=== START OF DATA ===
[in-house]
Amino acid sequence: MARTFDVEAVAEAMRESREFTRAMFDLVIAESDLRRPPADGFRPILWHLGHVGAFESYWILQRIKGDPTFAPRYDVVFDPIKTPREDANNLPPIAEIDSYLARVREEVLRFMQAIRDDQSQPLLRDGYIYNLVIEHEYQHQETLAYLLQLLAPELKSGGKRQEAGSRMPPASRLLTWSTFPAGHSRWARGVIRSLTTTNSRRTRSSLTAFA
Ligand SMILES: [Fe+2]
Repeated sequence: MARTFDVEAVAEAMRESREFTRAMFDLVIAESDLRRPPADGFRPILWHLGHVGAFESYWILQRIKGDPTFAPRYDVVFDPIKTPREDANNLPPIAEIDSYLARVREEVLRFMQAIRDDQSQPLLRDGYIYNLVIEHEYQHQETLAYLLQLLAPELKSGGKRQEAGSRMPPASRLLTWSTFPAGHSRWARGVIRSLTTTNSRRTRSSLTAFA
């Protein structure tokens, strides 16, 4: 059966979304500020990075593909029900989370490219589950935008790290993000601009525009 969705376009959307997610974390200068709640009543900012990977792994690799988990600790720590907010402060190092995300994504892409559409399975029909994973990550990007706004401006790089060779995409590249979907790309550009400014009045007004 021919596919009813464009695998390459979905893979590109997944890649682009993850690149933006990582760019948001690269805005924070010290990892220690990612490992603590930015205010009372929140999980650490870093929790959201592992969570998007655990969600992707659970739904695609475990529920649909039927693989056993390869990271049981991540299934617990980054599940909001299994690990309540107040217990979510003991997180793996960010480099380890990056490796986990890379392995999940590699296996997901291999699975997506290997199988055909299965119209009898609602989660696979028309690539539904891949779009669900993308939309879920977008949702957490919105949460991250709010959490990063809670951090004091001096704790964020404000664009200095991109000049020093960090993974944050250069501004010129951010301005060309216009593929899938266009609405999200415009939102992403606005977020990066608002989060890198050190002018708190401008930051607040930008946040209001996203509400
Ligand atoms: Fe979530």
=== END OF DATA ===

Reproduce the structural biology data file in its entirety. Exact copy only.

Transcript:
[in-house]
Amino acid sequence: MARTFDVEAVAEAMRESREFTRAMFDLVIAESDLRRPPADGFRPILWHLGHVGAFESYWILQRIKGDPTFAPRYDVVFDPIKTPREDANNLPPIAEIDSYLARVREEVLRFMQAIRDDQSQPLLRDGYIYNLVIEHEYQHQETLAYLLQLLAPELKSGGKRQEAGSRMPPASRLLTWSTFPAGHSRWARGVIRSLTTTNSRRTRSSLTAFA
Ligand SMILES: [Fe+2]
Repeated sequence: MARTFDVEAVAEAMRESREFTRAMFDLVIAESDLRRPPADGFRPILWHLGHVGAFESYWILQRIKGDPTFAPRYDVVFDPIKTPREDANNLPPIAEIDSYLARVREEVLRFMQAIRDDQSQPLLRDGYIYNLVIEHEYQHQETLAYLLQLLAPELKSGGKRQEAGSRMPPASRLLTWSTFPAGHSRWARGVIRSLTTTNSRRTRSSLTAFA
């Protein structure tokens, strides 16, 4: 059966979304500020990075593909029900989370490219589950935008790290993000601009525009 969705376009959307997610974390200068709640009543900012990977792994690799988990600790720590907010402060190092995300994504892409559409399975029909994973990550990007706004401006790089060779995409590249979907790309550009400014009045007004 021919596919009813464009695998390459979905893979590109997944890649682009993850690149933006990582760019948001690269805005924070010290990892220690990612490992603590930015205010009372929140999980650490870093929790959201592992969570998007655990969600992707659970739904695609475990529920649909039927693989056993390869990271049981991540299934617990980054599940909001299994690990309540107040217990979510003991997180793996960010480099380890990056490796986990890379392995999940590699296996997901291999699975997506290997199988055909299965119209009898609602989660696979028309690539539904891949779009669900993308939309879920977008949702957490919105949460991250709010959490990063809670951090004091001096704790964020404000664009200095991109000049020093960090993974944050250069501004010129951010301005060309216009593929899938266009609405999200415009939102992403606005977020990066608002989060890198050190002018708190401008930051607040930008946040209001996203509400
Ligand atoms: Fe979530």